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Food Quality Certification Schemes

EU schemes operate in the market alongside an increasing number of voluntary certification schemes. After having carefully assessed the situation, the Commission developed guidelines showing best practice for the operation of such schemes. The guidelines were drawn up in consultation with stakeholders.

The guidelines  

>> Read the guidelines on certification schemes български (bg)czech (cs)dansk (da)Deutsch (de)eesti (et)ελληνικά (el)español (es)Français (fr)Gaeilge (ga)hrvatski (bg)italiano (it)latviešu (lv)lietuvių (lt)magyar (hu)Malti (mt)Nederlands (nl)polski (pl)português (pt)română (ro)slovenčina (sk)slovenščina (sl)suomi (fi)svenska (sv)


What is a voluntary certification scheme?

Voluntary certification schemes for agricultural products and foodstuffs provide assurance that certain aspects of the product or its production method, as laid down in a specification, have been observed.

They cover a wide range of different initiatives that function at different stages of the food supply chain. They can operate at the business-to-business (B2B) level or at the business-to-consumer (B2C) level. They can make use of logos but, especially at the B2B-level, many do not.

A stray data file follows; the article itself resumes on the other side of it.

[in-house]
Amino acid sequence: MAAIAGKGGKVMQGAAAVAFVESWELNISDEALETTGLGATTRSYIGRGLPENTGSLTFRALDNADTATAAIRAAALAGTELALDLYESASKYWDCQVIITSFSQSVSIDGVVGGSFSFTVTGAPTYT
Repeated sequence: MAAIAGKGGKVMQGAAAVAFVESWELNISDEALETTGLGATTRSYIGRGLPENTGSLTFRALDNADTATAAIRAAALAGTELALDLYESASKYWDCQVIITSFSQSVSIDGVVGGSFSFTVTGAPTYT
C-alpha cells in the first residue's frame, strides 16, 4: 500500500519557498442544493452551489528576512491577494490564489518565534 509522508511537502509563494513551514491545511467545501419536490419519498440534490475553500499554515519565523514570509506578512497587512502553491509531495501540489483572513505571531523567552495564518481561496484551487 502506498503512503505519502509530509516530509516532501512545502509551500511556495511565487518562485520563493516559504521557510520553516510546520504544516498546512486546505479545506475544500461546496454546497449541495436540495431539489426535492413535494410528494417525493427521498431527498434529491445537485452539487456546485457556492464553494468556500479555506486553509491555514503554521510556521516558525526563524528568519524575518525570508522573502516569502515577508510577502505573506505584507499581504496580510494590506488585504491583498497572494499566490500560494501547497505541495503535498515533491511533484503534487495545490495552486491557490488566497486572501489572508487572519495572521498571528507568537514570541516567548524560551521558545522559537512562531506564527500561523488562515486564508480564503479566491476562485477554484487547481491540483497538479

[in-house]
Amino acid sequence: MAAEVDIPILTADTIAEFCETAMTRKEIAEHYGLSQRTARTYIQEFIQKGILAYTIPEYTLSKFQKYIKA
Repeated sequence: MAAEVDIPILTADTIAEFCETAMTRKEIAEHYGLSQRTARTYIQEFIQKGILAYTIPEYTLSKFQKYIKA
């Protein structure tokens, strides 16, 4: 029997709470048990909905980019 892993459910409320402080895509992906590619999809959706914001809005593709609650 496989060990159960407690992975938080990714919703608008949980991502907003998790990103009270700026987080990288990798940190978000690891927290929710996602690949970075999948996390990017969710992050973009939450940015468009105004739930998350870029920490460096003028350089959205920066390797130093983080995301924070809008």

Certification schemes for agricultural products and foodstuffs in the EU range from compliance with compulsory production standards to additional requirements relating to environmental protection, animal welfare, organoleptic qualities, "Fair Trade"…

Scheme owners are equally varied, covering the whole range from farmers and producers, through NGOs, interest groups and retailers, to public authorities.

A new inventory compiled for the European Commission in 2010 counted 441 schemes for agricultural products and foodstuffs marketed in the EU. It provides a broad picture of existing schemes in the EU-27. This study provided the empirical background for the development of the guidelines. More information about the results of the study can be found here: